There are several reasons, I think, for slow sales:
1. Poor signage at the location. There is a lovely big sign on the front of the building but it's unreadable unless you are directly in front of the place--and who can look at it like that while driving by? There is an OPEN sign, but unless you know it's an antique mall, you'd be clueless.
2. No good signage yet on the 4-lane highway. Apparently permits are required and there are all sorts of regulations for erecting a sign on a limited-access highway. It might have been a good idea to clear that hurdle before opening for business but that might not have been feasible if, like so many other regulations, the process takes forever to complete. There are some small, stick-in-the-ground kind of signs at the end of the exit ramp, but anyone passing by on the four-lane has no idea there's an antique mall nearby.
3. Little or no paid advertising. An established business might be able to get by on reputation and word-of-mouth, but a new business needs to build awareness and visibility and that takes investment in advertising. Considering that the bulk of antiques buyers are baby boomers and older, then radio and print ads are still viable ways to reach that target audience. Ads on swap-and-shop radio shows or in Buy/Sell/Trade newspapers, and even in the conventional newspapers are likely to reach people who like flea markets, yard sales, auctions and antiques. Currently this mall is relying on Facebook and LinkedIn for advertising. Those are both fine but will reach only people who "like" or "join" the sites. That's a very limited audience.
4. I have to look at myself too, to see what I might be doing or not doing to spur sales. It might just be that my stock isn't what is in demand in the local community. I am confident that my booth arrangement is attractive and inviting as I have been told as much by other vendors and mall customers. My prices are in line with other booths for similar merchandise so over-pricing isn't the problem. It may be that we have too many big furniture items and should move some of these out and add more shelving. More items=more sales, maybe?
We will be downsizing in December so that by January we'll have just one nice-sized space. And then we'll see how things go. I've watched what's selling, and while it's generally across the board as far as types of merchandise, a few things stand out:
*vintage clothing sells fairly well here. My prices are low so that might account for the good sales. Vintage jewelry does okay too.
*lamps sell. I've sold several lamps here, very few at my other booths. Go figure.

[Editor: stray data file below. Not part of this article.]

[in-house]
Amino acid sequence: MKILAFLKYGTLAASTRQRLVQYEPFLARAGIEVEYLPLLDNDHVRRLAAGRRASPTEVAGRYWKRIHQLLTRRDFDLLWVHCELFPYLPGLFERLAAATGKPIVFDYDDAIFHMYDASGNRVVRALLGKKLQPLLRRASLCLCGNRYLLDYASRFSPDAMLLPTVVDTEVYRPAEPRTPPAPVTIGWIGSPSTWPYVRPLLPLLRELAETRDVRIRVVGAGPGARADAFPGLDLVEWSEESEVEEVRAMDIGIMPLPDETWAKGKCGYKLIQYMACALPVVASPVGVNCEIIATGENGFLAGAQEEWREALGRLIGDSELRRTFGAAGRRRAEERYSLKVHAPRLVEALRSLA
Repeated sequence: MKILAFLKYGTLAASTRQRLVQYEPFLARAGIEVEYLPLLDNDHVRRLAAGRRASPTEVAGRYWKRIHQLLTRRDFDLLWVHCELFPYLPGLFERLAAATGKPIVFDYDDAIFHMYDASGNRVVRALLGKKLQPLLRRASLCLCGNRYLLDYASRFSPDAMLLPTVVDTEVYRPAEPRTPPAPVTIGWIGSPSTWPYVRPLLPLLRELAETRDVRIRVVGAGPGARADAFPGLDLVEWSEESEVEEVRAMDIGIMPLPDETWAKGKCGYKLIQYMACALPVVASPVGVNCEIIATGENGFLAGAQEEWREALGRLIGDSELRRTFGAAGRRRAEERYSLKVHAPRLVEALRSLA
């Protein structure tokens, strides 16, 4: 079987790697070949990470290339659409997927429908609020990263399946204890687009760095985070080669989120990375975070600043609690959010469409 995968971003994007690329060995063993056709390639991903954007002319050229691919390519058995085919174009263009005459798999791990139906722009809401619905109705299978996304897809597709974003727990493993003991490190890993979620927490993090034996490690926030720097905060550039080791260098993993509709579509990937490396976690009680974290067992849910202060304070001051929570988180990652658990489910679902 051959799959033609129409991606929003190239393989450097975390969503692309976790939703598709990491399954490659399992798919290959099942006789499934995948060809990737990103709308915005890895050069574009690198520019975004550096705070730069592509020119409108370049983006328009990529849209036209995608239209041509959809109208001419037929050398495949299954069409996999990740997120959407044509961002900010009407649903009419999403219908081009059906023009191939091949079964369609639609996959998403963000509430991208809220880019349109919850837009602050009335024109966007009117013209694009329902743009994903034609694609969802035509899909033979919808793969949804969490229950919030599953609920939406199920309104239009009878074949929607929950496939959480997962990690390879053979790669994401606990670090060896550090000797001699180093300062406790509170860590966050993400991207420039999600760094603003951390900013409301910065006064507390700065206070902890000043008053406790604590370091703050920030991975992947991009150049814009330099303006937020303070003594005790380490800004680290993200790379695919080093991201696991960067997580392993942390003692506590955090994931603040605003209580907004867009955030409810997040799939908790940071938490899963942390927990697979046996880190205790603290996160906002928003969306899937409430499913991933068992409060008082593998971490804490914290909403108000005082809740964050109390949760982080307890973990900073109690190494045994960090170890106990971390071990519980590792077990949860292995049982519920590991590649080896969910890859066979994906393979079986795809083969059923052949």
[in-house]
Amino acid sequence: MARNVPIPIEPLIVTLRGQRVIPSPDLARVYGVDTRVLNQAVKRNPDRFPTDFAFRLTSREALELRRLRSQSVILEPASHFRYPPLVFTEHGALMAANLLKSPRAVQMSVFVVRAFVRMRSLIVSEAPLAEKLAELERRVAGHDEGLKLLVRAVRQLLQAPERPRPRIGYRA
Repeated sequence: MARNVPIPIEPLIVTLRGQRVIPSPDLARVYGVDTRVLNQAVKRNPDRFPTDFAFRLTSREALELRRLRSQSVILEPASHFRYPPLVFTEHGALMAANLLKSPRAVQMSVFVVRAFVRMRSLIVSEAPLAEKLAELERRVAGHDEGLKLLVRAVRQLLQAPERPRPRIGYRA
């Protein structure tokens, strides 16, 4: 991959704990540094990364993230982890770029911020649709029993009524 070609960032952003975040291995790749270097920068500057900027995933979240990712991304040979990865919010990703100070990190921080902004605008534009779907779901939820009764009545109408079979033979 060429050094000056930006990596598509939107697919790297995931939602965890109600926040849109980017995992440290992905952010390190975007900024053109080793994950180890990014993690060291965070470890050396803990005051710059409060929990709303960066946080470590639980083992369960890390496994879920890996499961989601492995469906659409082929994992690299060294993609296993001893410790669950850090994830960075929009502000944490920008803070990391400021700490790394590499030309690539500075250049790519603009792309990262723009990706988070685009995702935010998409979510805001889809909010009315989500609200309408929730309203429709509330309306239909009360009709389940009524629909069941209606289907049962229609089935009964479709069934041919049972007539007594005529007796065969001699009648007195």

*furniture rarely sells. We've sold some small tables, a chair or two and one wardrobe at this location, but that's all. While selling a lot of smalls is fine and can certainly add up, furniture is what makes the big bump in the sales figures, and furniture sales are flat.
I suppose every seller must look at numbers and evaluate where they stand at any given time. While I don't expect every month to be excellent, I like to see my costs covered and a little over. It's time to cut and run and hope that the booth we keep will pick up enough to make keeping a presence in this new mall viable.
All that said, here's a peek at how the booths looked today:
The kitchen table and chairs are set with green and red dishes for a subtle holiday touch. I love the blue striping in the enamel on the edge of this table.
The Hoosier style cabinet looks dressed up with the red canisters. That's a half-round window at lower left in the photo.
One of my best sellers--vintage clothes! I've had fun finding them, I admit.
Don't you love this clear red lamp? If it doesn't sell soon, it might just come home with me.
I found a few pretty child's dresses lately. Most of these are handmade; the little pink hat and sweater is handknit. I always wonder who could possibly part with something that took so long to make.
This little dresser could use some work; I may bring it home for the log room we're building and fix it up for us to use, or I might mark it down and see if it moves.
This bachelor's chest might also come home for use in our new room. While it's not perfect, it's in pretty good shape and I can see the right person doing a stunning paint job on it. I considered painting it before putting it in the booth, but had no time for a new project.
More red and green. I did not bring any Christmas decor to this booth, preferring to rely on using color to give the festive look.
That's a look at just a part of what we have in this mall. I'll post photos of my other booths soon.
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